Sept. 16, 2011
MADISON, Wis. – Senior Kristen Dealy became the eighth player in Notre Dame volleyball history to record 1,000 kills and 1,000 digs in a career with a 13-kill effort in a 3-1 (25-18, 23-25, 25-14, 27-25) win Friday evening over Western Michigan.
Dealy hit .306 with 21 digs, one ace and a solo block for the Irish (6-3). Entering the contest, Dealy had 995 kills and 1,042 digs. Her 1,000th kill came in the second set to make her the first Irish player to join the 1,000-1,000 club since Adrianna Stasiuk did so in 2007.
The Irish face host Wisconsin at 7:00 p.m. (CT) to end the InnTowner Invitational at the University of Wisconsin Field House.
Flanking Dealy on the offensive strike was junior Hilary Eppink, who had a team-high 14 kills – including seven in the decisive fourth set – on a .478 clip. Freshman Jeni Houser came through with 11 kills.
Sophomore Maggie Brindock had eight kills on 16 swings while dishing out 48 assists to help the Irish hit .296 and redeem a four-set loss to the Broncos (9-2) last season.
Ali Gossen had a team-high 11 kills for Western Michigan, who hit .178 as a unit. The Broncos hit .088 in the first set and .000 in the third.
Dealy’s three straight kills in the opener got Notre Dame out of a 7-4 hole to give the Irish an 8-7 lead. Brindock’s ace at 14-12 then gave Notre Dame enough of a cushion to hold on for the win.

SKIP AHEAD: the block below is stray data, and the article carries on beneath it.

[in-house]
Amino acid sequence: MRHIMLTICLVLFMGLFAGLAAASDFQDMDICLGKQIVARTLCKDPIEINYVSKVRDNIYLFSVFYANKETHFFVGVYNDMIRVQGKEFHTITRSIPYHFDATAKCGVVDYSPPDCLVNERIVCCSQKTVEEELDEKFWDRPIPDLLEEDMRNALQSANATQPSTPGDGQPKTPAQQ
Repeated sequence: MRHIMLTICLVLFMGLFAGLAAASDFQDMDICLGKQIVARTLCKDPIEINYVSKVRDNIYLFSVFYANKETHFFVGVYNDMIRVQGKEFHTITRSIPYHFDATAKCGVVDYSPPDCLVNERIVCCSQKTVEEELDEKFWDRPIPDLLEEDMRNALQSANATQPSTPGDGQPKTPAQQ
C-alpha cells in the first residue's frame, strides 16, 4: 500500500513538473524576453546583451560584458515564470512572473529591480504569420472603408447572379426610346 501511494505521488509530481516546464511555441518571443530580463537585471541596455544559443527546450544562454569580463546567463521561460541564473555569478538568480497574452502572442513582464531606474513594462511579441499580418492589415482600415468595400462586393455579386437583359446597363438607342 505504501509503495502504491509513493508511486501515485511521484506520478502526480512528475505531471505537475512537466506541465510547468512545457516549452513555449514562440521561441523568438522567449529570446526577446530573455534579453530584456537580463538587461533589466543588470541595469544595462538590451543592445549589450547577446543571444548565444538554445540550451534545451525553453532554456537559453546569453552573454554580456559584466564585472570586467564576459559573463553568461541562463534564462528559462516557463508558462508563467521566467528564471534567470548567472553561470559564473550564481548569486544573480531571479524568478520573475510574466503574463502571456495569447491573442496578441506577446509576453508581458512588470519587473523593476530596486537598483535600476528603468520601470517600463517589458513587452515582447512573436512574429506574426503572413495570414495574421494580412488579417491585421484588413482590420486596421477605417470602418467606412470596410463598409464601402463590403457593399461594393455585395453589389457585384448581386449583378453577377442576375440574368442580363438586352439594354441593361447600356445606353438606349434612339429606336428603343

The Irish fell behind by five (12-7) in the second and never recovered, with Western Michigan acing Notre Dame on set-point to head into intermission.
Notre Dame posted a coast-to-coast win in the third behind kills from Houser, freshman Toni Alugbue and Dealy and an ace from sophomore Andrea McHugh to jump ahead, 5-1. McHugh later served Notre Dame to a 17-11 lead and Dealy soon went to work from behind the stripe to steer the Irish to a 7-0 run to close the period.
Western Michigan staged a number of rallies in the fourth to turn a 12-9 deficit into a 16-14 lead for itself. The Broncos eventually led, 22-18, to force a Notre Dame timeout. The timeout proved to be just what the Irish needed as Notre Dame rolled back with a 9-3 jaunt to end the contest.